Each local authority sets a base rate that they are agreeable to paying in respect of an individual’s care. If an individual or their family make an informed choice to enter their relative into a home which is more expensive than the local authority is able to provide, a top-up fee or third-party payment can be made. A decision to move to a more expensive home could be made on the basis of, for example, a desire for a specific care environment, because the care provider offers additional activities or due to a preference for a larger room with increased amenities.

However, the decision to pay a top-up fee is a voluntary one and the local authority cannot request a top up is paid, if they are unable to provide affordable accommodation options which fall within the local authority rate.

A top up is appropriate if the relevant person is provided with a genuine choice of funded accommodation, but rejects it and opts to enter into a more expensive home.

Residents usually can’t pay their own top-up fees (they shouldn’t be able to afford this if they’ve qualified for local authority funding), so it’s normally a relative or friend who is responsible for funding the top up. The local authority can charge top-up fees, provided the individual responsible is aware of, and agrees to fund, the top up on a fully informed basis.

If there is a proposal to charge a top-up fee, the local authority have a responsibility to ensure that the relevant person is provided with clear and accurate information regarding alternative, affordable care placements. This provides a genuine choice of accommodation.

However, despite the Ombudsman providing guidance, we are seeing more and more families paying top ups where no genuine choice of accommodation has been given.

In 2022, the Ombudsman upheld a complaint against Stockport Metropolitan Borough Council. In this case, when it was decided that ‘Mrs P’ should move into a residential care home, the council initially proposed two homes to her daughter, but both were full. Mrs P was subsequently admitted to the fourth option, which required her daughter to pay a top-up payment of £240 per week. Mrs P’s placement was initially meant to be a respite placement while the council searched for affordable options and the daughter agreed to pay the top-up payment for one or two weeks until a placement was available in an affordable home. However, four years later, the daughter wrote to the council to say she could no longer afford the top-up payment and subsequently made a complaint.

The Ombudsman’s decision was that the council was at fault, because it did not offer an affordable care home placement, before asking the daughter to pay a top-up towards her mother’s fees. The council agreed to remedy the injustice it caused by reimbursing the daughter the five years of top-up payments paid.

The Ombudsman also found against Birmingham City Council in 2022. The Ombudsman concluded that a family should never have been charged for 11 years of care home top-up fees. There was no evidence the council had offered the family a care home which did not require them to pay the top up. In this case, the council agreed to reimburse all the top-up fees paid and to pay £250 to recognise the distress, time and trouble caused.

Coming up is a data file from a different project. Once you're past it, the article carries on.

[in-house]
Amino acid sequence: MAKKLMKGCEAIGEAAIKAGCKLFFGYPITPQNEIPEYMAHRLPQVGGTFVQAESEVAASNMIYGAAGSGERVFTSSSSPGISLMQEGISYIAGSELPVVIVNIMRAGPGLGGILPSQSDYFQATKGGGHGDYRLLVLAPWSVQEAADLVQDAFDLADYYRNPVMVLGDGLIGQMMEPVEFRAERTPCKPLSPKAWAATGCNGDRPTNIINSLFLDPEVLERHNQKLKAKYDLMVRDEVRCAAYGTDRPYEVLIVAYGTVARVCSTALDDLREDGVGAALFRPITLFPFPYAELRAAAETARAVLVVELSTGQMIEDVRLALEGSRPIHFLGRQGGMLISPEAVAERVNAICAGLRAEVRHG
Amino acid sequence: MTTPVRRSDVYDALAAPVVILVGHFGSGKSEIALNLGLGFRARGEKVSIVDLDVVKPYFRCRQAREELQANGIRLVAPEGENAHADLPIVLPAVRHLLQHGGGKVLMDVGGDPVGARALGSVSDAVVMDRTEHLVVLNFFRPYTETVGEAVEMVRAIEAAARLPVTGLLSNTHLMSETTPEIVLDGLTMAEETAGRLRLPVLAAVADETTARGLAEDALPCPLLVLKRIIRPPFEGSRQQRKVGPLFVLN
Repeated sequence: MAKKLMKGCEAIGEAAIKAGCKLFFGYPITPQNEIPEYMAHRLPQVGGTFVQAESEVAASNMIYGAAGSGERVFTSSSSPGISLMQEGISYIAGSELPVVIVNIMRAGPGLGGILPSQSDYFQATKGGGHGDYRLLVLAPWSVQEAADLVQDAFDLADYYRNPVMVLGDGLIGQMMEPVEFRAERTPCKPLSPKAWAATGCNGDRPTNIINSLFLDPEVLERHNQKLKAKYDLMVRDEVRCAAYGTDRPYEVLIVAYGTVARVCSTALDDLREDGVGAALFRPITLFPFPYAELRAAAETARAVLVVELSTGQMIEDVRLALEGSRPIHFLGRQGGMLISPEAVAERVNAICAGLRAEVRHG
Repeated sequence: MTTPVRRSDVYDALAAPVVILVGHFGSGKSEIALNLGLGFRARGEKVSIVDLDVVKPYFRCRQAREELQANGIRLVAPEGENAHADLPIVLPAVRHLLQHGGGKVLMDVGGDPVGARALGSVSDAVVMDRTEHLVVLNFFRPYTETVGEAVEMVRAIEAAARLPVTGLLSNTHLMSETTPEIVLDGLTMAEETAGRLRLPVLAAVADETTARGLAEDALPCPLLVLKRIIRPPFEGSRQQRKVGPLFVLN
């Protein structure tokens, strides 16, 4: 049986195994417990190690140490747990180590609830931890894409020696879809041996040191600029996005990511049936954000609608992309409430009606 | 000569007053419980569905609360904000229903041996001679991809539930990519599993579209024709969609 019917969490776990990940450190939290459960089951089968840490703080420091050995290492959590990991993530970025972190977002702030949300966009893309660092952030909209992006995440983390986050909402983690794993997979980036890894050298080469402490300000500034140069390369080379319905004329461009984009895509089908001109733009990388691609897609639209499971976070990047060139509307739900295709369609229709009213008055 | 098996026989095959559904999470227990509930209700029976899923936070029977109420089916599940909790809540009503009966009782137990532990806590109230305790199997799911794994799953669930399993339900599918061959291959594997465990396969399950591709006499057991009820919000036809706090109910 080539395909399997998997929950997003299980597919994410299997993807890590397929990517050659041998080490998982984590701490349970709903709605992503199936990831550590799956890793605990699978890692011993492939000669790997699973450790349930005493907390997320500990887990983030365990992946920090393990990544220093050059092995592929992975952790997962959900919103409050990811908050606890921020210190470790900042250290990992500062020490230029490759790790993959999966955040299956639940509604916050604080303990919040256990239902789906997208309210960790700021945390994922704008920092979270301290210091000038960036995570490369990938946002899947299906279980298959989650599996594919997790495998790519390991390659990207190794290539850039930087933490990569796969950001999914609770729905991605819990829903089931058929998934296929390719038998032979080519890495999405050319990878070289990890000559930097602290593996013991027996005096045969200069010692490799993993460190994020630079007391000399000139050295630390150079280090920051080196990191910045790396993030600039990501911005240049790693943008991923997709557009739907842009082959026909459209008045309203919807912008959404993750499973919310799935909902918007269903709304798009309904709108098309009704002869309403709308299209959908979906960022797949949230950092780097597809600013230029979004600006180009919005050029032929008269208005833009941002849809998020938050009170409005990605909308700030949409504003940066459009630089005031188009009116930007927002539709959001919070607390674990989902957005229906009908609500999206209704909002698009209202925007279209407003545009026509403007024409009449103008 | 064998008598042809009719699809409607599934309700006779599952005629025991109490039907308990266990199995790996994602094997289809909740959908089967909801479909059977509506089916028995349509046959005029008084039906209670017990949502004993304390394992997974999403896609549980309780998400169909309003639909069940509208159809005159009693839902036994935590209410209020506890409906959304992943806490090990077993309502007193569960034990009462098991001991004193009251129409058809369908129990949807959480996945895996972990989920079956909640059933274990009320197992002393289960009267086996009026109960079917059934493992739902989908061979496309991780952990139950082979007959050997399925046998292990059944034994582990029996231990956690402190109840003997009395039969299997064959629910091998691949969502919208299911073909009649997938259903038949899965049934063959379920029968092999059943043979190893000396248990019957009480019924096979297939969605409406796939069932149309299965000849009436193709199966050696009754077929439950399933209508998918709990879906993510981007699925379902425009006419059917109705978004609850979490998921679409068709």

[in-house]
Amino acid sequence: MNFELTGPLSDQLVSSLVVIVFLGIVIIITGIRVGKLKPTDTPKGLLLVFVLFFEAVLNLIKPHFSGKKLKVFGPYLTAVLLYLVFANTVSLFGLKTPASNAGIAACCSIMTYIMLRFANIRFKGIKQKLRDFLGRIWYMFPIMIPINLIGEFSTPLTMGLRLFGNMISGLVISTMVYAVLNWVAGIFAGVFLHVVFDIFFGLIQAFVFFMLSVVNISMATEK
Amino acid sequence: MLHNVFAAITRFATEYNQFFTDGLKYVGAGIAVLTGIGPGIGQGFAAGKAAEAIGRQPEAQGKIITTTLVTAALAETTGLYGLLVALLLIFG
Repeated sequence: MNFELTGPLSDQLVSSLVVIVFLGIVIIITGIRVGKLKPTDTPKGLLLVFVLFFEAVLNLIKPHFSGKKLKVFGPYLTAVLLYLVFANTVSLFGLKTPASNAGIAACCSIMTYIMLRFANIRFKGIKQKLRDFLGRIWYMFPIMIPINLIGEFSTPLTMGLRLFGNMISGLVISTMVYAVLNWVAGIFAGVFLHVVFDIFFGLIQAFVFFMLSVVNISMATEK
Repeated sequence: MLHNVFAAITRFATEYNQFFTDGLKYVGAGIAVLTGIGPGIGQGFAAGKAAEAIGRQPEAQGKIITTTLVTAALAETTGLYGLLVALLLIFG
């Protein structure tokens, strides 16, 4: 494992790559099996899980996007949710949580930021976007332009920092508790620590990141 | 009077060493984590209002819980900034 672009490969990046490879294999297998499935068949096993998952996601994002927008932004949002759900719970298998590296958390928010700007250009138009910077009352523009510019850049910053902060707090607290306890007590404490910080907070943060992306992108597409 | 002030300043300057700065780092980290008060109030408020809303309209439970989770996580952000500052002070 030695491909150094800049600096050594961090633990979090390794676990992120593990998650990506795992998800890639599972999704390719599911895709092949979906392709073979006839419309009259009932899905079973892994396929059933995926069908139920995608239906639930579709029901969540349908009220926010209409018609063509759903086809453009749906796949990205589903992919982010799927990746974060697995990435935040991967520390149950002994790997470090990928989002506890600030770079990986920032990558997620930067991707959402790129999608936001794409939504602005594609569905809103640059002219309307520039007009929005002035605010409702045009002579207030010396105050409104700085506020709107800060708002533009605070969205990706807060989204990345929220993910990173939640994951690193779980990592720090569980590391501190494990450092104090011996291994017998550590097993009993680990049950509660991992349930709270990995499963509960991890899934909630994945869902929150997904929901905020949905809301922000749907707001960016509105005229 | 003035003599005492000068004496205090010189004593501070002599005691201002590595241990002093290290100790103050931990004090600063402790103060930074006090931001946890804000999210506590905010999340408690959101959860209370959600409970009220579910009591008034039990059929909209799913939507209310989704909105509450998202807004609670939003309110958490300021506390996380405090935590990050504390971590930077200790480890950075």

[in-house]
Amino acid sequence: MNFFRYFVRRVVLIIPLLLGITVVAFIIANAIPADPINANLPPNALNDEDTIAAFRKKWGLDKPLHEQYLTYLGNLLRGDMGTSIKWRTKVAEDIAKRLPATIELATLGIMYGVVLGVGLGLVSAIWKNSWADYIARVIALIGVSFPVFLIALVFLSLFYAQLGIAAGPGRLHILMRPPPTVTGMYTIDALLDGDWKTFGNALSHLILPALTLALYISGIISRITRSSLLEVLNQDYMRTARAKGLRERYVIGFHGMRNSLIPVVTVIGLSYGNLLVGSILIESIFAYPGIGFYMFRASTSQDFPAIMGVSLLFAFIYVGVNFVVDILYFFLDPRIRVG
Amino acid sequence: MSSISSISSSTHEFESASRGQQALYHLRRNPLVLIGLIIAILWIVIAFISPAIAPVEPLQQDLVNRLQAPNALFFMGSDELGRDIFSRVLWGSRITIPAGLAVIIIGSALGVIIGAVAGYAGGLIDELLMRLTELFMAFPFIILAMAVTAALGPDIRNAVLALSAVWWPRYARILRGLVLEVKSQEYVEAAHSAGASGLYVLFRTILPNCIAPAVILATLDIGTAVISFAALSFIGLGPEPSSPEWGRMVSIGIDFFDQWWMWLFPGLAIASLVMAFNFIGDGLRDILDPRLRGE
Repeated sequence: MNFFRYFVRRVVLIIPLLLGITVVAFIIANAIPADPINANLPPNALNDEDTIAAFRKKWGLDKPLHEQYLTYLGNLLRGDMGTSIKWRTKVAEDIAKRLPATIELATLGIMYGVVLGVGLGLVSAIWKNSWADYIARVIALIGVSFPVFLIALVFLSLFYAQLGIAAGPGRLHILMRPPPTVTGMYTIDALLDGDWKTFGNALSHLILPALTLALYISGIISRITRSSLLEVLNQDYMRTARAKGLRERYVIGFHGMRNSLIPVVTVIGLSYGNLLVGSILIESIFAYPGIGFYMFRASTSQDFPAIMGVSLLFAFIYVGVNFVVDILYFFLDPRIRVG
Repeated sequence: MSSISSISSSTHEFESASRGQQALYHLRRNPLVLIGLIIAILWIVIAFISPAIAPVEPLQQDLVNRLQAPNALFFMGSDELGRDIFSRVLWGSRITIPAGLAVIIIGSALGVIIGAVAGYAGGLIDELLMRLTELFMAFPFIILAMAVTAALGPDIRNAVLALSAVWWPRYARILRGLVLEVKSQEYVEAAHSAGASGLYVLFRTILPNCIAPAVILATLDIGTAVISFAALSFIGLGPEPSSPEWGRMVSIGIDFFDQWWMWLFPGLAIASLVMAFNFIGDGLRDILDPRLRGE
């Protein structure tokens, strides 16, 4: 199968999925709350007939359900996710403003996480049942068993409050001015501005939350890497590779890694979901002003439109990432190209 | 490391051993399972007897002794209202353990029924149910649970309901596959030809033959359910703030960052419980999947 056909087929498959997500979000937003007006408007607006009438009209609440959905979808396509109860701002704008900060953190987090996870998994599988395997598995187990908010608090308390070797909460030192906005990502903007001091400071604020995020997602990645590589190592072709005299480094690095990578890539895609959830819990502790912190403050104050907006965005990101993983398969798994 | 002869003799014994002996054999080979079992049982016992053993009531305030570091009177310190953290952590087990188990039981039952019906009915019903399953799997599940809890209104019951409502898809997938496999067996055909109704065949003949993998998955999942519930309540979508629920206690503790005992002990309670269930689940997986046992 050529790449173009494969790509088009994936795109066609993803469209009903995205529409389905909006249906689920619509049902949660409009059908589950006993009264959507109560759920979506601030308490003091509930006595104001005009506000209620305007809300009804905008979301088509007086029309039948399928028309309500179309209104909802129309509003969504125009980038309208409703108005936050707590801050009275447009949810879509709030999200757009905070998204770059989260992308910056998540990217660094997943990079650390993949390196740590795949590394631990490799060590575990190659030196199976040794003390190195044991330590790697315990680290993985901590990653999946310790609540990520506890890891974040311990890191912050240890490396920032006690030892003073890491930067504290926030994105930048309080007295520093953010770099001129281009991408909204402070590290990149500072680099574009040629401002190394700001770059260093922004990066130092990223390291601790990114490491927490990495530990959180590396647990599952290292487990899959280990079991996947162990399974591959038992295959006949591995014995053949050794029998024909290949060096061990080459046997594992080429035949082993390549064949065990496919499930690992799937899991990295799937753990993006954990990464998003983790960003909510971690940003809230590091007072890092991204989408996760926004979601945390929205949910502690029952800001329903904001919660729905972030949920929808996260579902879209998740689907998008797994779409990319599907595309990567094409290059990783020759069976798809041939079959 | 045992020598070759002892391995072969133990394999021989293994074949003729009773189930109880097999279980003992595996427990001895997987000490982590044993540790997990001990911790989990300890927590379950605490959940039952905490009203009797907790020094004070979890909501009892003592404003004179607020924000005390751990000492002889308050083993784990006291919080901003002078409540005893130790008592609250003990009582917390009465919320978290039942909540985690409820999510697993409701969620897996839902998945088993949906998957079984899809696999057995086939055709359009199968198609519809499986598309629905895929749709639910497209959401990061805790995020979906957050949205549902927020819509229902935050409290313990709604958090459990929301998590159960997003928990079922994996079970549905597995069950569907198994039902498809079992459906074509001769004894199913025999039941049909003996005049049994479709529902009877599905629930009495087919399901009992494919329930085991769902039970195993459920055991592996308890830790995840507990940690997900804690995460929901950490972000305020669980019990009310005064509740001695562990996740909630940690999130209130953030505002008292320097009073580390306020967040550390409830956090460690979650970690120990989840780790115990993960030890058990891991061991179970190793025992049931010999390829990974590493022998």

In 2023, the Ombudsman also upheld a complaint against Derbyshire County Council. Mr X’s family were offered two care home placements, one charging £750 per week and the other at £950 per week. The £750 per week was not suitable as it was too far for Mr X’s wife, who was 96, to visit regularly. Mr X’s daughter made a complaint as she said at no time had she agreed to a top-up fee. She argued the council did not make available a genuine choice of residential accommodation available without a top-up fee.

The Ombudsman investigated a complaint against the council and found they were unable to provide evidence to support there was a ‘genuine choice’ of accommodation, resulting in the payment of a significant top-up fee. The Ombudsman found there was no suitable alternative accommodation available at the usual local authority rate and therefore the council had failed in regard to its obligations. As a result, the Ombudsman concluded that the council had to waive the top-up fees in relation to the placement payable from the date of admission.

Care home fee increases

Care home fees usually increase annually, but the local authority may not increase its contribution to the cost of the care, so be aware that a top-up fee could increase.

In this case, the local authority should be asked if there is another, cheaper care home in the area that can meet the care needs. If there is, there will be an option to move to the cheaper care home.

However, if there isn’t a cheaper care home available that can meet the care needs, the local authority will have to increase its contribution, to cover the care home fee increase.

If you can no longer afford to pay a top-up fee?

If the person paying the top-up fee can no longer afford to pay it, the local authority has to carry out a new care needs assessment before deciding what to do.

They will not be able to simply move the resident to a cheaper care home. First, the local authority must consider whether the new care home can meet all the care needs and the impact the move might have on the particular resident’s health and wellbeing. In the meantime, the local authority would be responsible for covering the fees.

Challenging a request for a top-up fee

As the Ombudsman's decisions show, individuals should be aware there are grounds you can challenge a top-up fee request and seek reimbursement of top-up fees paid. If, for example:

  • the care needs assessment didn’t record all the needs;
  • a suitable care home within the cost of the care was not offered; or
  • the local authority has refused to increase the cost of the care, and the care needs aren’t being met.

To challenge a request, you can use the local authority’s complaints procedure within 12 months or seek legal advice.

What you need to know

The ageing population and the heavy financial burden of paying for care is a real concern for many. However, spotting the potential issues with long-term care fees for private clients is crucial for wealth management and estate planning. Due to the nature of this process, choosing a specialist solicitor in this area is vital for the client to make sure they know if they are lawfully being charged for care.